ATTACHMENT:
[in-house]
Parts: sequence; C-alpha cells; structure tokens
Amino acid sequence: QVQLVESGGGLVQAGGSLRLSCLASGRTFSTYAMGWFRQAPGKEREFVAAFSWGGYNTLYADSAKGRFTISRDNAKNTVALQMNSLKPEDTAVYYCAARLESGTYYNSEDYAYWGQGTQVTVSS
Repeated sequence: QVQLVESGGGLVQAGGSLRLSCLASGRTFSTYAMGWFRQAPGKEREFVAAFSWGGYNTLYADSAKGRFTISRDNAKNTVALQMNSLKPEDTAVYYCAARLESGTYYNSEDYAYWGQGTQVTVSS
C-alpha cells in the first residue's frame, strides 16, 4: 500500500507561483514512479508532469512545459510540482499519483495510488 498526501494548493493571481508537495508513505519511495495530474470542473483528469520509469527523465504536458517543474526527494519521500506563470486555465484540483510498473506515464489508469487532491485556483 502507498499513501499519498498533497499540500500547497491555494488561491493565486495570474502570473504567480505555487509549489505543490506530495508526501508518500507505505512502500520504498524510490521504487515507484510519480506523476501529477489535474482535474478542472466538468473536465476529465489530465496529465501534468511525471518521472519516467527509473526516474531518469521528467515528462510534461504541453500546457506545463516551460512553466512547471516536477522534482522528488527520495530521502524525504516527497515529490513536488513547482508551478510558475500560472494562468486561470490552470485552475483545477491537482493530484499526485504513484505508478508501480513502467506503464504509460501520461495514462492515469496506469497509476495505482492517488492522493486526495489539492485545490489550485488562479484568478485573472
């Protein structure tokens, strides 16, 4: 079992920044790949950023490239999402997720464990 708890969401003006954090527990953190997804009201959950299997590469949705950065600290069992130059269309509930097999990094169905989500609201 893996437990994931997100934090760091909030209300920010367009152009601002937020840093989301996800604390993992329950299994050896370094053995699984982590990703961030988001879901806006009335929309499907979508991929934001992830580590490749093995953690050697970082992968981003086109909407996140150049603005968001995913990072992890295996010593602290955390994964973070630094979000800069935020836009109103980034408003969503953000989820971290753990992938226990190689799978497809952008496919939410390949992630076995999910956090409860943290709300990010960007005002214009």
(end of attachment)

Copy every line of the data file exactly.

[in-house]
Parts: sequence; C-alpha cells; structure tokens
Amino acid sequence: QVQLVESGGGLVQAGGSLRLSCLASGRTFSTYAMGWFRQAPGKEREFVAAFSWGGYNTLYADSAKGRFTISRDNAKNTVALQMNSLKPEDTAVYYCAARLESGTYYNSEDYAYWGQGTQVTVSS
Repeated sequence: QVQLVESGGGLVQAGGSLRLSCLASGRTFSTYAMGWFRQAPGKEREFVAAFSWGGYNTLYADSAKGRFTISRDNAKNTVALQMNSLKPEDTAVYYCAARLESGTYYNSEDYAYWGQGTQVTVSS
C-alpha cells in the first residue's frame, strides 16, 4: 500500500507561483514512479508532469512545459510540482499519483495510488 498526501494548493493571481508537495508513505519511495495530474470542473483528469520509469527523465504536458517543474526527494519521500506563470486555465484540483510498473506515464489508469487532491485556483 502507498499513501499519498498533497499540500500547497491555494488561491493565486495570474502570473504567480505555487509549489505543490506530495508526501508518500507505505512502500520504498524510490521504487515507484510519480506523476501529477489535474482535474478542472466538468473536465476529465489530465496529465501534468511525471518521472519516467527509473526516474531518469521528467515528462510534461504541453500546457506545463516551460512553466512547471516536477522534482522528488527520495530521502524525504516527497515529490513536488513547482508551478510558475500560472494562468486561470490552470485552475483545477491537482493530484499526485504513484505508478508501480513502467506503464504509460501520461495514462492515469496506469497509476495505482492517488492522493486526495489539492485545490489550485488562479484568478485573472
């Protein structure tokens, strides 16, 4: 079992920044790949950023490239999402997720464990 708890969401003006954090527990953190997804009201959950299997590469949705950065600290069992130059269309509930097999990094169905989500609201 893996437990994931997100934090760091909030209300920010367009152009601002937020840093989301996800604390993992329950299994050896370094053995699984982590990703961030988001879901806006009335929309499907979508991929934001992830580590490749093995953690050697970082992968981003086109909407996140150049603005968001995913990072992890295996010593602290955390994964973070630094979000800069935020836009109103980034408003969503953000989820971290753990992938226990190689799978497809952008496919939410390949992630076995999910956090409860943290709300990010960007005002214009």